In one of those, "Now why didn't I think of that" moments, I came across a Kickstarter campaign for the Companion Bike Seat. It's elegant and simple, allowing one bike to become, effectively, two. Or at least to carry an extra rider. Now, instead of 7 miles per organic banana, bikes effectively can get 14. Maybe a bit less because of the extra effort involved, but you get the idea.
The founders simply saw a need in the marketplace and weren't able to spot a product to fill that need. Xtracycle makes something similar, a cargo-bike conversion kit, but it runs in the $300 range, for which, well, people could buy their own bikes.
One of the genius elements of this piece of equipment is that it not only carries an extra person but also has a lockable storage space under the seat. It's like adding not only an extra seat but also a trunk! Is this the hipster's version of growing up and getting a minivan? Well, not quite...the storage space, according to the founders, absolutely definitely positively fits a six pack and some ice. If that's growing up, then all of a sudden growing up doesn't seem so bad.
The marketing on products like this is always what inspires me. It would seem that all the founders need to do is send some test-riders out into the streed to demonstrate the contraption and riders would drool.
The only doubts I have about the product is that pre-sales on Kickstarter are a little slow...either that or the founders were a bit overambitious. They're looking for $35K in startup funds, and only have 11 days left in their campaign. And they're only at about $4,000.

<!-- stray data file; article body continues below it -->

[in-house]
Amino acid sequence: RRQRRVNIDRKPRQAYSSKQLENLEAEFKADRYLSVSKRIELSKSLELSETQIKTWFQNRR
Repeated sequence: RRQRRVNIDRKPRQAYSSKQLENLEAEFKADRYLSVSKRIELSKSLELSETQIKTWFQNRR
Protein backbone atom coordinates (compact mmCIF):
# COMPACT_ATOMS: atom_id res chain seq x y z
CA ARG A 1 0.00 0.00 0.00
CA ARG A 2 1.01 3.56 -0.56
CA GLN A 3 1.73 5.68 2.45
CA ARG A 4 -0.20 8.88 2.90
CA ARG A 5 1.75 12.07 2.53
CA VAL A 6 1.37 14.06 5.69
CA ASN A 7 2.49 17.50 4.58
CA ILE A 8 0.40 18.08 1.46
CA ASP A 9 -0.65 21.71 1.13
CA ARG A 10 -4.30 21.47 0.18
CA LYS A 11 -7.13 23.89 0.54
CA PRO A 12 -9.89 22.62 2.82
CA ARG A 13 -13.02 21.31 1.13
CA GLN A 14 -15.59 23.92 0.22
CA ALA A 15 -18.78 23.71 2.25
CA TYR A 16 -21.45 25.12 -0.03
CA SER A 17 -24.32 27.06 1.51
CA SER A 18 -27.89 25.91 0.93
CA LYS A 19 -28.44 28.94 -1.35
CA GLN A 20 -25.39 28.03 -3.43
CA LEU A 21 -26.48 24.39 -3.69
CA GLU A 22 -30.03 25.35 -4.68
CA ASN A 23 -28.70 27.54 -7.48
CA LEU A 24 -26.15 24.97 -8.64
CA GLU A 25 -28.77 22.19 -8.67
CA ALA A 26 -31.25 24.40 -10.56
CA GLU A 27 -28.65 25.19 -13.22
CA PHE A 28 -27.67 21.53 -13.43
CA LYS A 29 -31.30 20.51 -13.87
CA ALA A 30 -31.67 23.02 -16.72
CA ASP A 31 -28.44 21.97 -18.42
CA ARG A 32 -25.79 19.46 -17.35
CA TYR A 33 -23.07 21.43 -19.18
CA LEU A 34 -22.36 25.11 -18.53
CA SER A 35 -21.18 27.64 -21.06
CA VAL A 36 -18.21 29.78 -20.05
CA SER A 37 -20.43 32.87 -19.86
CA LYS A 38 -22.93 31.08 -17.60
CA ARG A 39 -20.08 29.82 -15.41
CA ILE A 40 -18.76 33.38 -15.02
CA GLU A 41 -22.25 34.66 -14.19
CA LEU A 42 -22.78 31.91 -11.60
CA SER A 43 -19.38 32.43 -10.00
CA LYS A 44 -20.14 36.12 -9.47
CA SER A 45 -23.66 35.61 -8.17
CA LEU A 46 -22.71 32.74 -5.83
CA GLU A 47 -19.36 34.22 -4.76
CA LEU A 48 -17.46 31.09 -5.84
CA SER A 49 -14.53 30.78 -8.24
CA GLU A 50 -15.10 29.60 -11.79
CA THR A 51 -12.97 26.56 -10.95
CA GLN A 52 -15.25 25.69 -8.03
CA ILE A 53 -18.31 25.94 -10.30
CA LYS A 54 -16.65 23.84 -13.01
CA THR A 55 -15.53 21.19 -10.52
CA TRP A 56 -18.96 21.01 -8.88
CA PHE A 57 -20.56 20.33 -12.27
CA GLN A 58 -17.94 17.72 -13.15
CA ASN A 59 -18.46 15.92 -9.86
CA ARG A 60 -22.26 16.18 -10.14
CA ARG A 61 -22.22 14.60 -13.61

Scott Cooney is the author of Build a Green Small Business, and helps entrepreneurs start green businesses to create green jobs. For more, please visit www.GreenBusinessOwner.com
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Scott Cooney, Principal of GreenBusinessOwner.com and author of Build a Green Small Business: Profitable Ways to Become an Ecopreneur (McGraw-Hill, November 2008), is also a serial ecopreneur who has started and grown several green businesses and consulted several other green startups. He co-founded the ReDirect Guide, a green business directory, in Salt Lake City, UT. He greened his home in Salt Lake City, including xeriscaping, an organic orchard, extra natural fiber insulation, a 1.8kW solar PV array, on-demand hot water, energy star appliances, and natural paints. He is a vegetarian, an avid cyclist, ultimate frisbee player, and surfer, and currently lives in the sunny Mission district of San Francisco. Scott is working on his second book, a look at microeconomics in the green sector. In June 2010, Scott launched GreenBusinessOwner.com, a sustainability consulting firm dedicated to providing solutions to common business problems by leveraging the power of the triple bottom line. Focused exclusively on small business, GBO's mission is to facilitate the creation and success of small, green businesses.